Twitter is closing its New York and San Francisco offices as companies in technology and other fieldson plans to reopen their headquarters amid a resurgence of COVID-19.
The social media company had reopened its offices in both cities on July 12 and allowed workers to return on a voluntary basis. Employees reporting to the company's spaces were required to be vaccinated.
But the recent rise in the more virulent Delta variant of the coronavirus has once again made co-working a risky proposition, even for vaccinated individuals.
"After careful consideration of the CDC's updated guidelines, and in light of current conditions, Twitter has made the decision to close our opened offices in New York and San Francisco as well as pause future office reopenings, effective immediately," a Twitter spokesperson told CBS MoneyWatch. "We're continuing to closely monitor local conditions and make necessary changes that prioritize the health and safety of our Tweeps."
The spokesperson did not indicate how many Twitter employees had been working out of the now-closed offices.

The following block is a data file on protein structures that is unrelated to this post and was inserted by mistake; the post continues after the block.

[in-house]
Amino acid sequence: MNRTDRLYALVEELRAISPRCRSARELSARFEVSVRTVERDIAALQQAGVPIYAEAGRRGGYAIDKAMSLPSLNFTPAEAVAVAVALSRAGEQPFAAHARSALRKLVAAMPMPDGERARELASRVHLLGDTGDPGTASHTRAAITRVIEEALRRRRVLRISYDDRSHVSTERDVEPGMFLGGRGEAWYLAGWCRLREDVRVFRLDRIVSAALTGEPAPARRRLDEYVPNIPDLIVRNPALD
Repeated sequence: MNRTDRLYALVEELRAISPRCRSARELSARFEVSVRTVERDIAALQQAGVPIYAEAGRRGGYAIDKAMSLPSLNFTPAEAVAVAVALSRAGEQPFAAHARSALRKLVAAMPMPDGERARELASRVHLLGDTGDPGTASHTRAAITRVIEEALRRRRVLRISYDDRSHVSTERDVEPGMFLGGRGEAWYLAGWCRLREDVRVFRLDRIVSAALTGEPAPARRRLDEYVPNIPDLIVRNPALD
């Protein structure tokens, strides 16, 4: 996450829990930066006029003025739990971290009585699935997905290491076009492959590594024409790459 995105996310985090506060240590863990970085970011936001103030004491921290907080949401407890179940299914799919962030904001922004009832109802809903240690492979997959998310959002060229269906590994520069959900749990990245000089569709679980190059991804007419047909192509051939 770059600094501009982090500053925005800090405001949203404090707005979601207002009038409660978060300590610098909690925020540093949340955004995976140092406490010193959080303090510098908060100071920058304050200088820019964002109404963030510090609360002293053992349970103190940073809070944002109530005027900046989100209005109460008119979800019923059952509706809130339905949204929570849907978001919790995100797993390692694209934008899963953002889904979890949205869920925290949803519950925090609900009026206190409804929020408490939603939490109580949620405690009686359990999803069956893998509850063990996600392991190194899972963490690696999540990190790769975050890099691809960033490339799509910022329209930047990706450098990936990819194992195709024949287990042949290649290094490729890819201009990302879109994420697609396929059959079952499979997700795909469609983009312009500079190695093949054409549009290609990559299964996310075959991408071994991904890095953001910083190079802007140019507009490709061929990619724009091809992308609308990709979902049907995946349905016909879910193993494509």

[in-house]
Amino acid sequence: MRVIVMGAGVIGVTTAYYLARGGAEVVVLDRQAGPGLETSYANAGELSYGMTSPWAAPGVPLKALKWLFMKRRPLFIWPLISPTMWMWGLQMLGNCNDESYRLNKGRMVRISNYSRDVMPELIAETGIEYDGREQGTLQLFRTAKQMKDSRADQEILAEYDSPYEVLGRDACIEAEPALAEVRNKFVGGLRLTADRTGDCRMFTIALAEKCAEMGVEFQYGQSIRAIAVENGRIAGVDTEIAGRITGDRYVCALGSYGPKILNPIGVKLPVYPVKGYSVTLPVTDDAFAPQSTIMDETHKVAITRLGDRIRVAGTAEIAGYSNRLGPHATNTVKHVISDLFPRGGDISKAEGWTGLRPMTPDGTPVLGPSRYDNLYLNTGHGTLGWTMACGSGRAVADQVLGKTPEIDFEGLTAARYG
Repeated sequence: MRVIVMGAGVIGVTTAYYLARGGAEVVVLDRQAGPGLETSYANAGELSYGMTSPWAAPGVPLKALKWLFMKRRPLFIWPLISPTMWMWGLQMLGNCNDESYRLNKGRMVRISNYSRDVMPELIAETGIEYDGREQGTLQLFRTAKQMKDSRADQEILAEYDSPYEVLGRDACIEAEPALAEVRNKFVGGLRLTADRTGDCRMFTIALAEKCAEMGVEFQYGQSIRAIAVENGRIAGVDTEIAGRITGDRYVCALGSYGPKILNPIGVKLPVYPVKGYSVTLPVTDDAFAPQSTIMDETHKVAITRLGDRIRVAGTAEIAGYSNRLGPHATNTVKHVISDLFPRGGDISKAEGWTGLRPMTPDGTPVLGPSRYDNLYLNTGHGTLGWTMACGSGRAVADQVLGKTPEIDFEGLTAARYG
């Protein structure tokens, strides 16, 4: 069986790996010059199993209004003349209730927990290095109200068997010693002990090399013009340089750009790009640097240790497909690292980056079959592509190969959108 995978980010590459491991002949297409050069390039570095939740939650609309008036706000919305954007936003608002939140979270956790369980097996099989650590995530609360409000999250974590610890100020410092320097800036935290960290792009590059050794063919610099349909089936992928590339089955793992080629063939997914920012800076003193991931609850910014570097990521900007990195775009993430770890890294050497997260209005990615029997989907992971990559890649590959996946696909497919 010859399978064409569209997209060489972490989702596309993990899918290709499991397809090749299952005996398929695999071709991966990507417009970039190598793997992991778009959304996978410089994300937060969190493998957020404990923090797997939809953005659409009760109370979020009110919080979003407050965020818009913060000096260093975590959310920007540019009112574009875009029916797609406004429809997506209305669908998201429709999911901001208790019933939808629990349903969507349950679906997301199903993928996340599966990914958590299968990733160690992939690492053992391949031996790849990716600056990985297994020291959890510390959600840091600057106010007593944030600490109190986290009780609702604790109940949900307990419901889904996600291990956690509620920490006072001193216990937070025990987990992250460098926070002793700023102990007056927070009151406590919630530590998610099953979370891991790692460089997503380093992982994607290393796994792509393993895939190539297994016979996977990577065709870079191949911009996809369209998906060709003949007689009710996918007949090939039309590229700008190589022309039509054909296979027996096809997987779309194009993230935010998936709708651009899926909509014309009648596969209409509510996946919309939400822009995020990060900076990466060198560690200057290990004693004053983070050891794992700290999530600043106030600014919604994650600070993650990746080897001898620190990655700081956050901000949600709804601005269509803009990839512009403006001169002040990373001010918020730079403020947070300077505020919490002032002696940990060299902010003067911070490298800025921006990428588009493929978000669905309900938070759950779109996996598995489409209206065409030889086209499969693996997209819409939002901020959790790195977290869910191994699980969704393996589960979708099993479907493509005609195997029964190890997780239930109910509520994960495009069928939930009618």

Twitter's move follows a fresh recommendation from the Centers for Disease Control and Prevention that both vaccinated and unvaccinated individuals to, indoor spaces where local COVID-19 case counts are surging dur to the spread of the highly contagious Delta variant.
Some 63% of U.S. counties currently have a "high" or "substantial" spread of the virus, according to the CDC.
Just weeks ago, many small and large corporations and their employees had circled Sept. 7 — the day after Labor Day — as a target return-to-office date. But they too have, given the risks that the more transmissible Delta variant poses.
Tech giant Apple has pushed its return-to-office date back a month to October at the earliest, Bloomberg reported, citing people at Apple familiar with the matter. And Google on Wednesday told employees they could continue to work from home through at least mid-October.
The hiring website Indeed has also moved its corporate return-to-office date from Sept. 7, 2021, to Jan. 3, 2022, saying concerns over new COVID-19 variants motivated the lengthy postponement.